And, in a recent response to my Feb 12, 2007 posting “Feel Good Laws or Real Reform?” about California’s conservatorship reform package, a respondent named “Sherry” had this to say:
"(The vulnerable) have become the prey for a predatory and lucrative guardianship/ conservatorship industry. In case after case, the ward's estate is pilfered by the guardian, while the ward is isolated in a nursing home against his will, not allowed contact by family members or friends, and eventually dies, bewildered and alone, all with the blessing of the court!"

Some of these critics have personal tales to tell. I don’t doubt their stories or their motives. We all know that abuses happen more often than they should. And I can think of nothing more disturbing than when “helping professionals” exploit those they’re charged to serve. Whether the offenders work for public agencies; private, non-profits; or they’re in private practice; their misdeeds leave colleagues feeling betrayed and demoralized. It casts a shadow on our field and undermines the public’s trust. But the wholesale vilification of the system and those involved, which seems to be accelerating, is deeply troubling.

The censure isn’t just coming from the public. Among professionals too there’s a tendency to impugn “the system” rather than those who corrupt it. And there’s been far too little meaningful discussion about how to fix problems, promote promising practices, offer safe alternatives, and provide the public with accurate and balanced information.

Guardianship was created to protect the vulnerable and prevent abuse and neglect. For the most part, that’s what it does. California’s Administrative Offices of the Court recently released a report, Effective Court Practice for Abused Elders, which includes the findings of a file review of conservatorships. In over 70% of the petitions filed in one county, there were allegations, suspicions by court investigators, or other indications of abuse or neglect by family members, neighbors, businesses, and others. (The report, which was funded by the Archstone Foundation, is available on line at Effective Court Practice.

The stories behind these cases—estates that have been saved and predators who’ve been thwarted--don’t get much attention or make headlines. They are, however, well known to those of us who have seen the system at its best. I admit that many of us in the San Francisco Bay Area are a bit biased as we have some of the best courts, attorneys, and professional guardians around. When I directed the San Francisco Consortium for Elder Abuse Prevention, members of our multidisciplinary team often breathed a collective sigh of relief when a particularly thorny abuse case was referred to the court, where we knew it would be rigorously reviewed.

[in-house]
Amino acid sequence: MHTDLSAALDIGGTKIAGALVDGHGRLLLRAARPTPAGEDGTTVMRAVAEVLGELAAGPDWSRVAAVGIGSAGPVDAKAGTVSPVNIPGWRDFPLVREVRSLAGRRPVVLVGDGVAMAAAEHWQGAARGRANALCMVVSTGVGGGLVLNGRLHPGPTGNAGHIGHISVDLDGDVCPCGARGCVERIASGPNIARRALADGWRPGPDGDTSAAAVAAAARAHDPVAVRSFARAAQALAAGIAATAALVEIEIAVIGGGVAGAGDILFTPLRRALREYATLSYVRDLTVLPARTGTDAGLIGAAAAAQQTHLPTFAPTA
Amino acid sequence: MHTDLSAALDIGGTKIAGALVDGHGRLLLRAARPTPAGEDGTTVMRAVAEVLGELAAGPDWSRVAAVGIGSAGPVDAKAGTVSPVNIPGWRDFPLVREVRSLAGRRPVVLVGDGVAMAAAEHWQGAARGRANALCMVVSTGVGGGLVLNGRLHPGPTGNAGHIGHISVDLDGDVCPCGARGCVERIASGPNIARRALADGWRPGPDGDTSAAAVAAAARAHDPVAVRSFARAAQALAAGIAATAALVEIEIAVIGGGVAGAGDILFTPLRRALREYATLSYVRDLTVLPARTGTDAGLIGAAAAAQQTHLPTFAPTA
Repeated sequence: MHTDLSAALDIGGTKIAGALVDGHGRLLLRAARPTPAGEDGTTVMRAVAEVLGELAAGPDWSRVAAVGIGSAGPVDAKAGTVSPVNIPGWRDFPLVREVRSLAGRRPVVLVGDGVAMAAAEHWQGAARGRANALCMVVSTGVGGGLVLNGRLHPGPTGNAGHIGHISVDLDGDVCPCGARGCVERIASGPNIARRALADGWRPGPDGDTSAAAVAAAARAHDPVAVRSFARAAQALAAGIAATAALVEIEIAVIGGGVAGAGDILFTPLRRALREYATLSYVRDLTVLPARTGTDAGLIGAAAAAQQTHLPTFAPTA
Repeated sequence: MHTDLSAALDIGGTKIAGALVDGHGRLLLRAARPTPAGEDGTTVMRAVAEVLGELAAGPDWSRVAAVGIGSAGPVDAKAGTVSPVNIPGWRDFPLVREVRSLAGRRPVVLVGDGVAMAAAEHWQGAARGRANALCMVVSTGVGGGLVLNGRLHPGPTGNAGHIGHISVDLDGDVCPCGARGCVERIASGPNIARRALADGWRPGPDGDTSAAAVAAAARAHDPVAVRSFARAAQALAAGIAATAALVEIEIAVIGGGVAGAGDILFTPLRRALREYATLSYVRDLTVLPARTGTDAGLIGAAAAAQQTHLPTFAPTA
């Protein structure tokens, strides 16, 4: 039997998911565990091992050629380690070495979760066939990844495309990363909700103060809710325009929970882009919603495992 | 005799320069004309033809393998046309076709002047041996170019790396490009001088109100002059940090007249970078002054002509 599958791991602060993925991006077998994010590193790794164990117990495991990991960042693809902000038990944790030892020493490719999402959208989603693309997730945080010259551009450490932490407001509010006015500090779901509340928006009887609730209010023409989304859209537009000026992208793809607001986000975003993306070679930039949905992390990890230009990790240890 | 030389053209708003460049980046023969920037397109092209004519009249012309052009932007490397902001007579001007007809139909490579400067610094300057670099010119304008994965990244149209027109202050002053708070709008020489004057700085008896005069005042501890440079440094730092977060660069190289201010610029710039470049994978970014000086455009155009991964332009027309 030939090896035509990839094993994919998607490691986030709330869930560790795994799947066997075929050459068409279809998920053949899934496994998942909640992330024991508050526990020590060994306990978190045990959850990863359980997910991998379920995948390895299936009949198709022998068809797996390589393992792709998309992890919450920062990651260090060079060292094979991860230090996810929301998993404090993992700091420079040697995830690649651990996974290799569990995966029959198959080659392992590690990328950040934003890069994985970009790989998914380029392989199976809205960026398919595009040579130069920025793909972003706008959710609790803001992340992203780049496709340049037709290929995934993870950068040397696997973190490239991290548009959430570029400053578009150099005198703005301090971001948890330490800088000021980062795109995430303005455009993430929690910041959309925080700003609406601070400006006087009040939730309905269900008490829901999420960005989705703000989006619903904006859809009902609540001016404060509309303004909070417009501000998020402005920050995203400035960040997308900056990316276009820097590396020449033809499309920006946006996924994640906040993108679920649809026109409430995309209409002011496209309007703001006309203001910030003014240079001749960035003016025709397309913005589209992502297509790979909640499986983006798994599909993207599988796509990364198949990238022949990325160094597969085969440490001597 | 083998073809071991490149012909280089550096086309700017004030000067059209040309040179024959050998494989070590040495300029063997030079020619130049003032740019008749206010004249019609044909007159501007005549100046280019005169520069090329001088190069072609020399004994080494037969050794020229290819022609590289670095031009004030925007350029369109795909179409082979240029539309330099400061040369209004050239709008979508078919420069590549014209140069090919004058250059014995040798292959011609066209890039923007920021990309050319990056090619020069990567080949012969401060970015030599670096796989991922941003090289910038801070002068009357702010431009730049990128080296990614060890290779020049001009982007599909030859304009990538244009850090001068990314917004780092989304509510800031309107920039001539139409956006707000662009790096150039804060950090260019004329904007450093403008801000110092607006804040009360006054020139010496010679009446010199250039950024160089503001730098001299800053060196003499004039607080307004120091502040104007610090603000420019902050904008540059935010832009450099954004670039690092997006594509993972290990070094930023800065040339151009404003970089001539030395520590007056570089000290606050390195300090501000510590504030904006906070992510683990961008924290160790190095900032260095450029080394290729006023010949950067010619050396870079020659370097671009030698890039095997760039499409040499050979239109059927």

So how do we go about restoring trust? An important first step, I believe, is to shed light on the system so that we fully understand and can explain both its strengths and shortcomings. To date, we lack such basic information as how many guardianships there are nationally, why they’re established, and how well they’re doing what they’re supposed to.

We also need to dispel damaging and persistent myths and misperceptions. As the quotes above suggest, there’s widespread belief that anyone who has a mental impairment can be placed under guardianship and that courts go “trawling’ for wards. We need to get the word out that while nearly 50% of people over 85 suffer from cognitive impairments, only a small proportion need guardianships. We also need to inform both professionals and the public about who initiates guardianships (not courts), and why—often, it’s because less restrictive legal devices like powers of attorney or trusts have been misused or when APS, police, or emergency personnel discover gravely disabled elders living in horrible conditions as a result of dementias. Once appointed, guardians can remove wards’ assets from wrongdoers’ control, initiate lawsuits to recover misappropriated assets or property, evict wrongdoers from elders’ residences, purchase needed services, authorize medical treatment, and arrange for elders to live in safe places.

Probably the most common complaint against guardianship is that it’s overly restrictive. For that reason, it’s considered the option of last resort. But as I pointed out in “Feel Good Laws or Real Reform?” the fact is, there are few alternatives. Those that are typically cited -- case management, daily money management, powers of attorney, and other advance directives--aren’t really alternatives. They might have circumvented the need for guardianship had they been implemented prior to the onset of incapacity; but once someone loses capacity, it’s too late to execute advance directives, and many social service providers can’t accept clients who are incapable of giving informed consent.

The few options available for those who have already lost capacity include representative payeeship, limited guardianships, and the appointment of surrogate decision makers on a one-shot or temporary basis. Rep payeeship, which can protect clients whose primary income is from public benefits, can be put in place for those who are unwilling or unable to consent. Under Georgia’s Health Care Placement Decision-Maker for An Adult Act, any person can petition the court to authorize placements in long-term care facilities. A few states have “protective custody,” which allows for vulnerable adults to be hospitalized for a few days when they lack capacity to consent to protective services and are in imminent danger or at risk of death. While in “custody,” their capacity and protective service needs are carefully assessed.

California has explored several options, which I discussed in my earlier posting. But for the most part, they’re untested, and many aren’t being used. Some, like Probate Code section 2952, which allows public guardians to freeze the assets of vulnerable elders when there’s cause to believe that they’ve been the victims of financial abuse, are coming into use gradually. Although the statute was enacted years ago, most counties continued to rely on temporary conservatorships (t-cons) in these circumstances. It appears that PGs have been using section 2952 more since the passage last year of a new law that requires courts to complete full investigations of t-cons. California also has a protective custody law, Welfare & Institutions Code Section 15703 - 15705.40, which has only been adopted in a few counties.

Clearly, these options need to be carefully scrutinized. For years, I’ve been calling for a statewide group to identify policy needs and perhaps more importantly, track what laws have been implemented, why some haven’t, how they’re working, and if they need tinkering.

As the population ages, more people are going to need guardianships and safe alternatives. It’s time to seriously address the problems in the system, explore alternatives, dispel myths, and earn the public’s trust and confidence. The longer we wait, the harder it’s going to be to turn things around.